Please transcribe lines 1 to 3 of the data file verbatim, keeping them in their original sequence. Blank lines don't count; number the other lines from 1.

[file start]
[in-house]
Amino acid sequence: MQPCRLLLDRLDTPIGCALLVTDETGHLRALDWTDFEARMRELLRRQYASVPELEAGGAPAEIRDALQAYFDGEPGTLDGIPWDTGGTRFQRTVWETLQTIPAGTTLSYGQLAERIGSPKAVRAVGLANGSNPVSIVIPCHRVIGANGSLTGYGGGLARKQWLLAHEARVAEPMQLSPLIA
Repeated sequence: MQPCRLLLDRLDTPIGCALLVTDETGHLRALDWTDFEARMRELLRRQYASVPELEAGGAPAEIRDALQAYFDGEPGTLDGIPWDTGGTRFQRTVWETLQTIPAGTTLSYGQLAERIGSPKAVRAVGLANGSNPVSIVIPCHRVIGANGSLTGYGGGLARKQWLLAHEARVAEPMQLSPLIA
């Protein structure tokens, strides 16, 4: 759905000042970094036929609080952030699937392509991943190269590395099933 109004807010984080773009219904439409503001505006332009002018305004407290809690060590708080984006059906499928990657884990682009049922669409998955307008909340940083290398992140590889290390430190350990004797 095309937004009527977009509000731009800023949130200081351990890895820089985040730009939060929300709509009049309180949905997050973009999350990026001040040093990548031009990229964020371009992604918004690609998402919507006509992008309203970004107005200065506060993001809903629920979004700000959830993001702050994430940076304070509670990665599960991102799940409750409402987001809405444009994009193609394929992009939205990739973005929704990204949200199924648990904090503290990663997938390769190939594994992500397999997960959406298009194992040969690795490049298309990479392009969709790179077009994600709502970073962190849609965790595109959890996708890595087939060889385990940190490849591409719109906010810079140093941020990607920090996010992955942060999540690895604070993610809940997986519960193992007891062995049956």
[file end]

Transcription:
[in-house]
Amino acid sequence: MQPCRLLLDRLDTPIGCALLVTDETGHLRALDWTDFEARMRELLRRQYASVPELEAGGAPAEIRDALQAYFDGEPGTLDGIPWDTGGTRFQRTVWETLQTIPAGTTLSYGQLAERIGSPKAVRAVGLANGSNPVSIVIPCHRVIGANGSLTGYGGGLARKQWLLAHEARVAEPMQLSPLIA
Repeated sequence: MQPCRLLLDRLDTPIGCALLVTDETGHLRALDWTDFEARMRELLRRQYASVPELEAGGAPAEIRDALQAYFDGEPGTLDGIPWDTGGTRFQRTVWETLQTIPAGTTLSYGQLAERIGSPKAVRAVGLANGSNPVSIVIPCHRVIGANGSLTGYGGGLARKQWLLAHEARVAEPMQLSPLIA